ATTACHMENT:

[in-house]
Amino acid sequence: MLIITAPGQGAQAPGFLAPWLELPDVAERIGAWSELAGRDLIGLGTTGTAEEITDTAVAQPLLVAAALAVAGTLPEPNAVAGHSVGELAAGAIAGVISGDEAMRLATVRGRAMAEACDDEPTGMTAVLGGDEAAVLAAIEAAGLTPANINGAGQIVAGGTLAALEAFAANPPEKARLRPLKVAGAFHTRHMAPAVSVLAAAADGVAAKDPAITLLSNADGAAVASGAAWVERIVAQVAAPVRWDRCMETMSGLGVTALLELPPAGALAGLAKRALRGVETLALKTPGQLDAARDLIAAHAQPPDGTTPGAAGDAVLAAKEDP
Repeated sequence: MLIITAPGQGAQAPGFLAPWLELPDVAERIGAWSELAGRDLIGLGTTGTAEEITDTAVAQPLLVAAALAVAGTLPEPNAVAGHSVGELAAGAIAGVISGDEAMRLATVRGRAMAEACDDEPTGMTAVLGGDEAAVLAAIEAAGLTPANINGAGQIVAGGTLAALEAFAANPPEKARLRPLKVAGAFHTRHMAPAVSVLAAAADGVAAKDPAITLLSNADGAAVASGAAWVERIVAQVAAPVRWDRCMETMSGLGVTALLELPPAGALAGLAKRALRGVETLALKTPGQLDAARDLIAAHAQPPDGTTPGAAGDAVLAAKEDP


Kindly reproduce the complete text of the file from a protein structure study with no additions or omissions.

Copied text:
[in-house]
Amino acid sequence: MLIITAPGQGAQAPGFLAPWLELPDVAERIGAWSELAGRDLIGLGTTGTAEEITDTAVAQPLLVAAALAVAGTLPEPNAVAGHSVGELAAGAIAGVISGDEAMRLATVRGRAMAEACDDEPTGMTAVLGGDEAAVLAAIEAAGLTPANINGAGQIVAGGTLAALEAFAANPPEKARLRPLKVAGAFHTRHMAPAVSVLAAAADGVAAKDPAITLLSNADGAAVASGAAWVERIVAQVAAPVRWDRCMETMSGLGVTALLELPPAGALAGLAKRALRGVETLALKTPGQLDAARDLIAAHAQPPDGTTPGAAGDAVLAAKEDP
Repeated sequence: MLIITAPGQGAQAPGFLAPWLELPDVAERIGAWSELAGRDLIGLGTTGTAEEITDTAVAQPLLVAAALAVAGTLPEPNAVAGHSVGELAAGAIAGVISGDEAMRLATVRGRAMAEACDDEPTGMTAVLGGDEAAVLAAIEAAGLTPANINGAGQIVAGGTLAALEAFAANPPEKARLRPLKVAGAFHTRHMAPAVSVLAAAADGVAAKDPAITLLSNADGAAVASGAAWVERIVAQVAAPVRWDRCMETMSGLGVTALLELPPAGALAGLAKRALRGVETLALKTPGQLDAARDLIAAHAQPPDGTTPGAAGDAVLAAKEDP